Kirby’s Dream Land – A Retrospective Review

Despite beginning their game development on very different home computer platforms, HAL Laboratory have, over the years, been one of Nintendo’s most important second-party developers. Indeed, Satoru Iwata, currently president of Nintendo, was previously president of HAL Laboratory and still works with the company to this day. Throughout the company’s history of working with Nintendo, they have developed a few franchises which have become intrinsically linked with Nintendo’s own story. One of these franchises is the Kirby series, which began in the early 1990s and has continued to the current generation.

Kirby’s Dream Land is the first game in the Kirby series, developed in 1992 for the Nintendo Game Boy. Kirby’s Dream Land is a side-scrolling platformer, a genre it shares in common with many of its successor games in the series. Kirby, the eponymous character, is a denizen of Dream Land and has a number of peculiar abilities including the ability to inhale large objects and spit them out with great force, along with the ability to inhale air and float. When Kirby learns that King Dedede, the dictatorial monarch of Dream Land, has stolen all of the food in Dream Land for a midnight feast, he goes forth to retrieve the food.

Even at the early stages of the series, one could see many of the distinctive elements of the Kirby series take root. The ability for Kirby to inhale his enemies was distinctly different from the head-jumping attacks of Mario or Sonic, for instance, and the ability to float changed the flow of the game distinctly from other platform games. Some of the elements which would come up in later games is missing, though; most distinctly, the ability for Kirby to copy his enemies’ abilities, which was introduced in Kirby’s Adventure is missing, changing the dynamics of the game to make using the spitting attack more prominent in standard gameplay.

The game takes place over five levels, all with different themes. One of the levels is an extended boss rush, however, so only four of the levels have real substance to them. This makes for a rather short game, which on one hand is merciful, because the Game Boy cartridge has no save game capacity, and on another hand is somewhat disappointing. The standard game is very easy as well, for that matter, although some additional length and difficulty is added by the bonus game, a rerun of the game with more difficult enemies.

Most of the levels follow a distinctive pattern, with a mini-boss battle in the middle segmenting portions of the level with standard enemies, along with a boss battle at the end. The mini-boss and boss battles are substantially more difficult than the battles against standard enemies, which are made easier by the fact that you can often float over them, and the large amount of vitality that Kirby possesses against these enemies, with six hit points as opposed to the regular one or two found in many other contemporary platformers.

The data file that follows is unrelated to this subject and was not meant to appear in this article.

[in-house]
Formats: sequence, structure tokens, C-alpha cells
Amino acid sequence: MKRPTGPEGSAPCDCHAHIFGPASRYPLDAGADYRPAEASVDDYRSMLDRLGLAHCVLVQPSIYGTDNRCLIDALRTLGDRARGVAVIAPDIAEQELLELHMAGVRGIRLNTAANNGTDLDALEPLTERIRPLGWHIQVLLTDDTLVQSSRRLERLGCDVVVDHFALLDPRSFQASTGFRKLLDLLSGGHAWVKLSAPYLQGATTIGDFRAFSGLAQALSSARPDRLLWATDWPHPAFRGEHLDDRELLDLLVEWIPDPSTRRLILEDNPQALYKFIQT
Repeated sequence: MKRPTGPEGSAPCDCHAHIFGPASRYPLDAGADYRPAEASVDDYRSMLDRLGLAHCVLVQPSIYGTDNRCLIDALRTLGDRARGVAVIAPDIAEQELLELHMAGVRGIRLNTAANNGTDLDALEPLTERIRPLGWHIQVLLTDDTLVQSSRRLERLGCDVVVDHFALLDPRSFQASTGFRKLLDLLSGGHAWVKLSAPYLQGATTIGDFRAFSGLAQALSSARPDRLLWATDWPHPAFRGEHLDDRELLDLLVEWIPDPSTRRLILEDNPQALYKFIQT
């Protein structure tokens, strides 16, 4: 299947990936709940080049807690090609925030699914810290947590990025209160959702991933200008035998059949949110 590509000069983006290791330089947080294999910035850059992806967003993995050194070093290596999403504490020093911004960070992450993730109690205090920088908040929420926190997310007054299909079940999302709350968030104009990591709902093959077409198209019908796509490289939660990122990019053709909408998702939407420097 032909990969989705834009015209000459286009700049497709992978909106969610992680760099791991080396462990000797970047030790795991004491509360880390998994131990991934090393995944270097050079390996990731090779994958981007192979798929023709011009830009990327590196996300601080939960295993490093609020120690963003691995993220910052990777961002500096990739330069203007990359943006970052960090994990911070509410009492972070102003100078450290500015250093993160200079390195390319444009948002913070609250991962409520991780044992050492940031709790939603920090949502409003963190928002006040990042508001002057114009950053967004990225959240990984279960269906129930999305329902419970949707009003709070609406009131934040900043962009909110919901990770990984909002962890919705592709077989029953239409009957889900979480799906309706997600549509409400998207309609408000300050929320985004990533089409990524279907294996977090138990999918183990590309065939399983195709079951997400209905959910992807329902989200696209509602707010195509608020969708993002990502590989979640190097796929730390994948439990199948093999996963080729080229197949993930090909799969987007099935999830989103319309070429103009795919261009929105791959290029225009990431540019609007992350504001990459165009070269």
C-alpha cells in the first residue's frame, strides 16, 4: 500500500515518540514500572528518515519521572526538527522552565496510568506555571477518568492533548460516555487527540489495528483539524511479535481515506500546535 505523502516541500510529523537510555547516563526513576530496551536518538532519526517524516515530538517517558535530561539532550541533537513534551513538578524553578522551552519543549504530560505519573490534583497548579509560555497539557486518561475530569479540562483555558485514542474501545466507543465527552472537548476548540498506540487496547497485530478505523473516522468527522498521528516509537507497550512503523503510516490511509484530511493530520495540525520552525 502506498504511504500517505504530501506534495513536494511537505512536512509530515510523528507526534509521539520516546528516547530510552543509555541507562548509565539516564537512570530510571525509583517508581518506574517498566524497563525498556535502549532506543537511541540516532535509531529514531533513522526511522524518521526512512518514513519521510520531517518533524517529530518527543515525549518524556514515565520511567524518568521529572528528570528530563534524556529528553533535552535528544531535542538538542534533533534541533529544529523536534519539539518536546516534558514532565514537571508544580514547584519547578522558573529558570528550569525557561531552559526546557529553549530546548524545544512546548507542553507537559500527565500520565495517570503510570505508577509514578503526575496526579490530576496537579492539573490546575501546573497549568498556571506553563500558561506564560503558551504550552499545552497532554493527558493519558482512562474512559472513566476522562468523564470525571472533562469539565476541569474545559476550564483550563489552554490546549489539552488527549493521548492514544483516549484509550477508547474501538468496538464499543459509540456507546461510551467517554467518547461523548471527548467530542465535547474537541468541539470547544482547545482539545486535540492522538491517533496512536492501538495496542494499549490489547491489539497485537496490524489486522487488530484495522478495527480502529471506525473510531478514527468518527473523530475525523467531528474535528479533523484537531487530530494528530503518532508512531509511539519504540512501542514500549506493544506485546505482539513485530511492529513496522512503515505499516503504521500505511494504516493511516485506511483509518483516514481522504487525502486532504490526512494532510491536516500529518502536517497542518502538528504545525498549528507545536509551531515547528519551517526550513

If an enemy does damage you, there are power-ups to replenish life, and the four lives you’re given at the start of the game can be supplemented by additional lives along the way. Unless you’re very inexperienced with platformers, you won’t need these much in the standard game, although the bonus game might be somewhat more difficult. It’s all very forgiving compared to the likes of Super Mario Bros., though.

Graphically, the game is simple but effective. There’s only so much you can do with the monochrome screen of the Game Boy, and while there are games with more impressive graphics on the Game Boy Color, HAL Laboratory certainly didn’t do a bad job with the more limited Game Boy screen. The sprites, in particular, are not that far off those that would be seen on Kirby’s Adventure a year later. The sounds are similarly simple, but again effective. Apart from the eminently hummable Green Greens music, most of the tracks don’t stand out too much, but they’re adequate.

All in all, Kirby’s Dream Land serves as a decent introduction to the series, and as a decent introduction to platform games in general. The lack of difficulty in the standard game is a blessing in some regards, as it lacks the unforgiving gameplay of many other contemporary platformers, although it does make for a very short game at the standard difficulty. The main problem with this game is that it has only been released on the original Game Boy, which means going back a few generations before you can get a handheld that can actually play it natively. The game also doesn’t exactly bring anything to the story of the series that you’d miss, so if you’re not looking for an easy introduction to platformers or if you’re not a massive fan of the Kirby series, it would be tempting to give this game a miss. On its own merits, it stands up relatively well; in the context of the series, it’s not the most unmissable game out of the many Kirby titles that have been released.

Bottom Line: Kirby’s Dream Land is a decent platformer, with very forgiving difficulty. It is somewhat let down by its short play time, the platform it was released on and the lack of save games, but it was a good first attempt by HAL Laboratory.

Recommendation: If you can find it in a bargain bin somewhere and you’ve got a Game Boy, Game Boy Color or Game Boy Advance, you could do worse than to get this game. Bear in mind that it is very short before taking a bite, though.

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